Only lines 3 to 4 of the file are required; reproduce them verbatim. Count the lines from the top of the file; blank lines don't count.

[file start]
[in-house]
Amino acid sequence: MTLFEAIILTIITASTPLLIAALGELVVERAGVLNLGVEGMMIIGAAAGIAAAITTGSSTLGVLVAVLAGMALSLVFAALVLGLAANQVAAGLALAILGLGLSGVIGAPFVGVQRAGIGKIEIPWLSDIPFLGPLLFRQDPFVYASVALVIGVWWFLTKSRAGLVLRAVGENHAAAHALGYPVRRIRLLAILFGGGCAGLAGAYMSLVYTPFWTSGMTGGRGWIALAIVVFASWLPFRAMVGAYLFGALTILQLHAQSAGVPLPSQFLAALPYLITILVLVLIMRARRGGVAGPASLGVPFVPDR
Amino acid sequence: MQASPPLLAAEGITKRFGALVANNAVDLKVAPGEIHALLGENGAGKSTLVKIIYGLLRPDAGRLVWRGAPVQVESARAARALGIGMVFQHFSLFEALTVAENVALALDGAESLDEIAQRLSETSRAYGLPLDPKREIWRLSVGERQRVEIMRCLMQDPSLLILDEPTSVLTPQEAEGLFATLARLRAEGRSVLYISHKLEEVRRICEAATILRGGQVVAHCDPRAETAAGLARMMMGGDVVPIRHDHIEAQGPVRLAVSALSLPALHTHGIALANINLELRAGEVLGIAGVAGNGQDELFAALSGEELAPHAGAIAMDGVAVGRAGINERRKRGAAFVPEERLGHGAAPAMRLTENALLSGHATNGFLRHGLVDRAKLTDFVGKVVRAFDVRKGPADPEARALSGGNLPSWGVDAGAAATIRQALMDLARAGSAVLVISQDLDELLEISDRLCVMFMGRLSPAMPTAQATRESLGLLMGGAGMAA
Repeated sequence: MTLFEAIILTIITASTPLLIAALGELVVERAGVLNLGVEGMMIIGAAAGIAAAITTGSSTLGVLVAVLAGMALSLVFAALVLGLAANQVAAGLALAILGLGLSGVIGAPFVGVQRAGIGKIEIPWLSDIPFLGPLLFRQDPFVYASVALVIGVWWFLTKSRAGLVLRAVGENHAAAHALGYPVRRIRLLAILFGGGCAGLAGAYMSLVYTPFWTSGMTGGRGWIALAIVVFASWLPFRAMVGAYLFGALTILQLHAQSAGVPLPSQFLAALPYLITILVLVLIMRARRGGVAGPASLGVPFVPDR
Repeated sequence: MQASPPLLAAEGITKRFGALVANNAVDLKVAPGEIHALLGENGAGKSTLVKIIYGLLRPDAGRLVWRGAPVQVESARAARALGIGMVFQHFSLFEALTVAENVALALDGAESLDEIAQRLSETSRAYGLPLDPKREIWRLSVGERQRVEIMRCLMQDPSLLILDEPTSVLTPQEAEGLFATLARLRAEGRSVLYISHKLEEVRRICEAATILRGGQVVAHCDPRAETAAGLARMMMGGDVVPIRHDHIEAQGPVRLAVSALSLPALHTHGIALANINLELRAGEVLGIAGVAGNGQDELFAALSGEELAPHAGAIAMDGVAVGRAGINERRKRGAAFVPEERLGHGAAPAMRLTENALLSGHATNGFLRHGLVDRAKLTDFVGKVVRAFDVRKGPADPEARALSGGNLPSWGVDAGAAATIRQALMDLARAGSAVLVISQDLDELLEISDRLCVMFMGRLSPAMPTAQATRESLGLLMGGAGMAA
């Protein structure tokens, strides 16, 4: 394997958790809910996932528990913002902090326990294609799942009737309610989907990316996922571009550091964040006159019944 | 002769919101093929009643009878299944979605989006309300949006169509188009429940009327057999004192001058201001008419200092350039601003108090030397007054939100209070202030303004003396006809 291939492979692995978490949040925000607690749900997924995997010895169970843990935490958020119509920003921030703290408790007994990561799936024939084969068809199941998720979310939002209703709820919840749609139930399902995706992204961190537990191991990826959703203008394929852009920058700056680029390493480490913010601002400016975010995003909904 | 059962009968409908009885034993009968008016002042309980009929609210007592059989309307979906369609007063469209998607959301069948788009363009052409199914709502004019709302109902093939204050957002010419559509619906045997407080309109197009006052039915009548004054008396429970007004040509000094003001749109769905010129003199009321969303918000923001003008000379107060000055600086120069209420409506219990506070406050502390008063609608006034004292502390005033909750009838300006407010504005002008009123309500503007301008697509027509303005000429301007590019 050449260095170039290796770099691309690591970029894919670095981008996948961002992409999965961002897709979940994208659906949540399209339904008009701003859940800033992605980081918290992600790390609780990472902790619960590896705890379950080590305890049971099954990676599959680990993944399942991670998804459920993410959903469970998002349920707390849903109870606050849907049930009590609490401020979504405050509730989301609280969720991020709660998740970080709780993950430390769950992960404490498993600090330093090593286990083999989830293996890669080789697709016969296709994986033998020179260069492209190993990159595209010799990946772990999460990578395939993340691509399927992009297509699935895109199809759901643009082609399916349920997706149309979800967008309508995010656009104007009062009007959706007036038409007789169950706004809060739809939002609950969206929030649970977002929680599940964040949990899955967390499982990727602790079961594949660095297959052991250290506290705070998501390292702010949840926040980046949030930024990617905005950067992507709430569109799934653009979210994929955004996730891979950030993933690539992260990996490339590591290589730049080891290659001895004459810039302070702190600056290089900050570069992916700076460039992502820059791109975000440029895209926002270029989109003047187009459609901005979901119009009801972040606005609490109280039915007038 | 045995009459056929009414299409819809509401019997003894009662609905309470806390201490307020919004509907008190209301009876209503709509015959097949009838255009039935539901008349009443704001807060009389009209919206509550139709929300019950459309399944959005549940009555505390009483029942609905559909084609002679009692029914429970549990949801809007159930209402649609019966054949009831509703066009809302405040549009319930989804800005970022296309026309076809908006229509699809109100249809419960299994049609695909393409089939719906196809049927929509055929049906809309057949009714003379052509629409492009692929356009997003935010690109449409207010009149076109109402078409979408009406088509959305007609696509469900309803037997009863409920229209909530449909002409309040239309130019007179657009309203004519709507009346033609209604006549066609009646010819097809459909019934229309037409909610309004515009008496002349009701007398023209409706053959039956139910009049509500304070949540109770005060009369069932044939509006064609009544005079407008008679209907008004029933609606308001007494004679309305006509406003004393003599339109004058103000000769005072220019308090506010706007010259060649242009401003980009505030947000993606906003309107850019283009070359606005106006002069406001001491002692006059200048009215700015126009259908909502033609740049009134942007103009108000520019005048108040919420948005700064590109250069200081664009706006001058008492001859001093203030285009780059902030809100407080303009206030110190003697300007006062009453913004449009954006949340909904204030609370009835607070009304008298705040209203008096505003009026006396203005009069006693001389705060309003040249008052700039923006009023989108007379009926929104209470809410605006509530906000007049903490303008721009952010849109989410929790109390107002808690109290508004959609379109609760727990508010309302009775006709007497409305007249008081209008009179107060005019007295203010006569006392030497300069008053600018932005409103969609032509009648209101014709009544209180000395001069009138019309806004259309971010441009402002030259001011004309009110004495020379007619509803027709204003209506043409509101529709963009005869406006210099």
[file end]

Amino acid sequence: MQASPPLLAAEGITKRFGALVANNAVDLKVAPGEIHALLGENGAGKSTLVKIIYGLLRPDAGRLVWRGAPVQVESARAARALGIGMVFQHFSLFEALTVAENVALALDGAESLDEIAQRLSETSRAYGLPLDPKREIWRLSVGERQRVEIMRCLMQDPSLLILDEPTSVLTPQEAEGLFATLARLRAEGRSVLYISHKLEEVRRICEAATILRGGQVVAHCDPRAETAAGLARMMMGGDVVPIRHDHIEAQGPVRLAVSALSLPALHTHGIALANINLELRAGEVLGIAGVAGNGQDELFAALSGEELAPHAGAIAMDGVAVGRAGINERRKRGAAFVPEERLGHGAAPAMRLTENALLSGHATNGFLRHGLVDRAKLTDFVGKVVRAFDVRKGPADPEARALSGGNLPSWGVDAGAAATIRQALMDLARAGSAVLVISQDLDELLEISDRLCVMFMGRLSPAMPTAQATRESLGLLMGGAGMAA
Repeated sequence: MTLFEAIILTIITASTPLLIAALGELVVERAGVLNLGVEGMMIIGAAAGIAAAITTGSSTLGVLVAVLAGMALSLVFAALVLGLAANQVAAGLALAILGLGLSGVIGAPFVGVQRAGIGKIEIPWLSDIPFLGPLLFRQDPFVYASVALVIGVWWFLTKSRAGLVLRAVGENHAAAHALGYPVRRIRLLAILFGGGCAGLAGAYMSLVYTPFWTSGMTGGRGWIALAIVVFASWLPFRAMVGAYLFGALTILQLHAQSAGVPLPSQFLAALPYLITILVLVLIMRARRGGVAGPASLGVPFVPDR